Medical devices are supposed to improve our lives. Hip implants and knee replacements, for example, are supposed to enhance our mobility and our ability to engage in the activities of daily life. But what happens when your medical device does the opposite? If your medical device is defective and has caused you injuries, you might be eligible for compensation.
How Do I Know if My Medical Device is Defective?
A medical device can be defective in design or formulation. This means that there was a problem with the device that caused the injury, and the manufacturer unreasonably failed to use a safer design or formulation alternative, or knew that no reasonable person would use the device if he or she knew the relevant facts.
A medical device can also be defective if the manufacturer or seller unreasonably failed to provide adequate warnings or instructions for the device and the lack of adequate warnings or instructions caused the injury.
Additionally, a manufacturer or seller can liable if it expressly or impliedly states that a device is safe for a particular purpose, but it is not. This is what’s known as a breach of warranty claim.
If you think your device is defective in any of these ways, you should contact an attorney to have him or her evaluate your case. The attorney will likely request your medical records and any information you have about the defective product, like the manufacturer and serial number. The defective product will need to be preserved, and if you are not in possession of the product, the attorney may send a spoliation letter to whoever has it, to ensure its preservation.
Has My Medical Device Been Recalled?
Either the Food and Drug Administration or a manufacturer may request a recall of a dangerous medical device. You can check to see if your medical device has been recalled here: https://www.fda.gov/safety/recalls-market-withdrawals-safety-alerts. You may also want to search the website of the device’s manufacturer.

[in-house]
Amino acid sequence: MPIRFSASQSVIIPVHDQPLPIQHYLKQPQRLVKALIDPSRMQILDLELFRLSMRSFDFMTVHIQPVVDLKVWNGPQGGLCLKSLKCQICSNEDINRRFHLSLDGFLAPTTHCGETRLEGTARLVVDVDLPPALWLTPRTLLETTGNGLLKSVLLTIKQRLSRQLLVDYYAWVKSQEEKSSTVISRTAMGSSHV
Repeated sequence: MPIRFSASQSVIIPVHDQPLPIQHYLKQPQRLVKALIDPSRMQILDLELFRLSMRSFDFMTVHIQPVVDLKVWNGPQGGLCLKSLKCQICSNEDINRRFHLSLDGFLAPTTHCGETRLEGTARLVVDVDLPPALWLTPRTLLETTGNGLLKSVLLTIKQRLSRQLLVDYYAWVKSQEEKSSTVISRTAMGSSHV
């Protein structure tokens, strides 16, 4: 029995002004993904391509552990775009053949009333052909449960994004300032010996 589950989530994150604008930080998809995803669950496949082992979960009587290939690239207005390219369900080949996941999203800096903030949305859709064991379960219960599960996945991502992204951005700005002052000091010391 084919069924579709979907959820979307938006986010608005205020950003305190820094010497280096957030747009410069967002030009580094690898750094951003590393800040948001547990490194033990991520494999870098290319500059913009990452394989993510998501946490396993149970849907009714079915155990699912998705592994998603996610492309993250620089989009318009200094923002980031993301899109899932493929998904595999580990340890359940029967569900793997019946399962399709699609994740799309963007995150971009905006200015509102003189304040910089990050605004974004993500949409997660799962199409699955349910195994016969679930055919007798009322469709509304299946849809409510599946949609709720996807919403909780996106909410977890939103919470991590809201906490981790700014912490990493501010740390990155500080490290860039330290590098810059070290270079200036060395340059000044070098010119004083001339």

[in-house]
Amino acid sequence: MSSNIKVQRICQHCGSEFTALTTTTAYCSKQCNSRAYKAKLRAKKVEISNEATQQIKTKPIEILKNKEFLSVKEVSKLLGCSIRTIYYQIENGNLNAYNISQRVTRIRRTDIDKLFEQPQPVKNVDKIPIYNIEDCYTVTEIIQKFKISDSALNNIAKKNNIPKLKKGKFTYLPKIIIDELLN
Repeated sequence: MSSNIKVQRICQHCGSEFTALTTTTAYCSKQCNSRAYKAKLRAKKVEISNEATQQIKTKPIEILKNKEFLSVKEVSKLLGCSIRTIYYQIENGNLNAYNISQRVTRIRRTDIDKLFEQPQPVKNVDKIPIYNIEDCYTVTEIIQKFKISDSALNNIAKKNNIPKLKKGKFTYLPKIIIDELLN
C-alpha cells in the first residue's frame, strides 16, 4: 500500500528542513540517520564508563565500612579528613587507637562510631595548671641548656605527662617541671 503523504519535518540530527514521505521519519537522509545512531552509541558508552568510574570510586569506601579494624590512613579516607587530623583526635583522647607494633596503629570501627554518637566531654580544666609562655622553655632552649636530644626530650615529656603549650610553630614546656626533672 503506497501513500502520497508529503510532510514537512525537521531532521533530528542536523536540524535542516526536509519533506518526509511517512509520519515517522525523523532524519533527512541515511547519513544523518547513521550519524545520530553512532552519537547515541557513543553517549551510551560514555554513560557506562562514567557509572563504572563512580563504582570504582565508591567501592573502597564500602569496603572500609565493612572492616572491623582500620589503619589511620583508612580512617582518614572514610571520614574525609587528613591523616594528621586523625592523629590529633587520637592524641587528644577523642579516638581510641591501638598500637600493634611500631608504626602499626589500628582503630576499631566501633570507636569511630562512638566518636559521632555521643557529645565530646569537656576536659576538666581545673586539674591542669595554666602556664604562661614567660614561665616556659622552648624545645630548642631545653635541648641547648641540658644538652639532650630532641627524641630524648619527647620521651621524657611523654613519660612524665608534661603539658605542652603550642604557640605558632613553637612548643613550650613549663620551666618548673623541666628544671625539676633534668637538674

Some examples of recalled medical devices:
- Stryker Rejuvenate, ABG II and Accolade Modular-Neck Hip Stems from 2009 to 2013
- DePuy Orthopaedics’ ASR Hip Resurfacing System and ASR XL Acetabular System in 2010
- Boston Scientific transvaginal mesh in 1999
- R. Bard Kugel Composix Hernia Patch
- Zimmer Durom Cup hip implant in 2008
- Smith & Nephew R3 Acetabular System metal liners
- Olympus duodenoscope in 2016
- Medronic implantable pain medication pump in 2013
Should I Contact an Attorney?
Yes! If you think you have been injured by a defective medical device, you should contact an experienced personal injury attorney right away. The attorney will need to determine the applicable statute of limitations (how long you have to file your claim) and depending on the facts of the case, several statutes might apply (products liability, and wrongful death, for example.) An extended statute of limitations for defective products up to 12 years from the date of manufacture might apply, depending on notice of the defect.
For advice tailored to your specific injuries and situation, you can reach the experienced attorneys at Grimes Yeoman by phone at (704) 321-4878 or contact us online for more information.
 N.C. Gen. Stat. §99B-6.
 N.C. Gen. Stat. §99B-5.